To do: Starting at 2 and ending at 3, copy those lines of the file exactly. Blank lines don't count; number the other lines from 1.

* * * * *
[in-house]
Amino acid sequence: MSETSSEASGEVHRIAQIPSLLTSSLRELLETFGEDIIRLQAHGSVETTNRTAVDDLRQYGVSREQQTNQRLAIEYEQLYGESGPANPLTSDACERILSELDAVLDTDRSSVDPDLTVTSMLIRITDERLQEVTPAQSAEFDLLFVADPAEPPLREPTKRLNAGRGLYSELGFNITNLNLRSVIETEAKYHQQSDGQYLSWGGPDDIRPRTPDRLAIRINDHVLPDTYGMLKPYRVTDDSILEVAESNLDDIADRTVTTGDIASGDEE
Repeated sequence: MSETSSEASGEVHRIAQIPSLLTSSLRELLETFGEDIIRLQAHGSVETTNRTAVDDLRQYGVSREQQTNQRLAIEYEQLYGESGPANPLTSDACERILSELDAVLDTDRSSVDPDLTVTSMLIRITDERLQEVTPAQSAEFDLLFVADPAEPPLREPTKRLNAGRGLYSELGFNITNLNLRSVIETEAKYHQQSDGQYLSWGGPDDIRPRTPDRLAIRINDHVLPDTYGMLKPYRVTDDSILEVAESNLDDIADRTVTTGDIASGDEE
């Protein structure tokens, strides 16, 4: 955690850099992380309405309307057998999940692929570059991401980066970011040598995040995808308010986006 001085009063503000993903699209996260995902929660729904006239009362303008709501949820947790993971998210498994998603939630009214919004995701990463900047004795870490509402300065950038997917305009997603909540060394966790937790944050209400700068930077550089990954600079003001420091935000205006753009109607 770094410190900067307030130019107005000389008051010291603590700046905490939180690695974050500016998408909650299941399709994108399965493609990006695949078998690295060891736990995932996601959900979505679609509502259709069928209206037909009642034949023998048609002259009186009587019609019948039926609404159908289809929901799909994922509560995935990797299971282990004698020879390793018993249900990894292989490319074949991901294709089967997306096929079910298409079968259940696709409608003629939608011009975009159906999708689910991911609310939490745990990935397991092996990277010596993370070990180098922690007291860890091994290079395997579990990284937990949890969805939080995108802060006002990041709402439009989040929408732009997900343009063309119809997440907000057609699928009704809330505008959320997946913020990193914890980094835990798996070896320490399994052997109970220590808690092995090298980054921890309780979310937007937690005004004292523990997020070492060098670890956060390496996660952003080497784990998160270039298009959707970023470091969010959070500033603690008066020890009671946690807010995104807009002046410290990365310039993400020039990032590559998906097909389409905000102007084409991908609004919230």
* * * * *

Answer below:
Amino acid sequence: MSETSSEASGEVHRIAQIPSLLTSSLRELLETFGEDIIRLQAHGSVETTNRTAVDDLRQYGVSREQQTNQRLAIEYEQLYGESGPANPLTSDACERILSELDAVLDTDRSSVDPDLTVTSMLIRITDERLQEVTPAQSAEFDLLFVADPAEPPLREPTKRLNAGRGLYSELGFNITNLNLRSVIETEAKYHQQSDGQYLSWGGPDDIRPRTPDRLAIRINDHVLPDTYGMLKPYRVTDDSILEVAESNLDDIADRTVTTGDIASGDEE
Repeated sequence: MSETSSEASGEVHRIAQIPSLLTSSLRELLETFGEDIIRLQAHGSVETTNRTAVDDLRQYGVSREQQTNQRLAIEYEQLYGESGPANPLTSDACERILSELDAVLDTDRSSVDPDLTVTSMLIRITDERLQEVTPAQSAEFDLLFVADPAEPPLREPTKRLNAGRGLYSELGFNITNLNLRSVIETEAKYHQQSDGQYLSWGGPDDIRPRTPDRLAIRINDHVLPDTYGMLKPYRVTDDSILEVAESNLDDIADRTVTTGDIASGDEE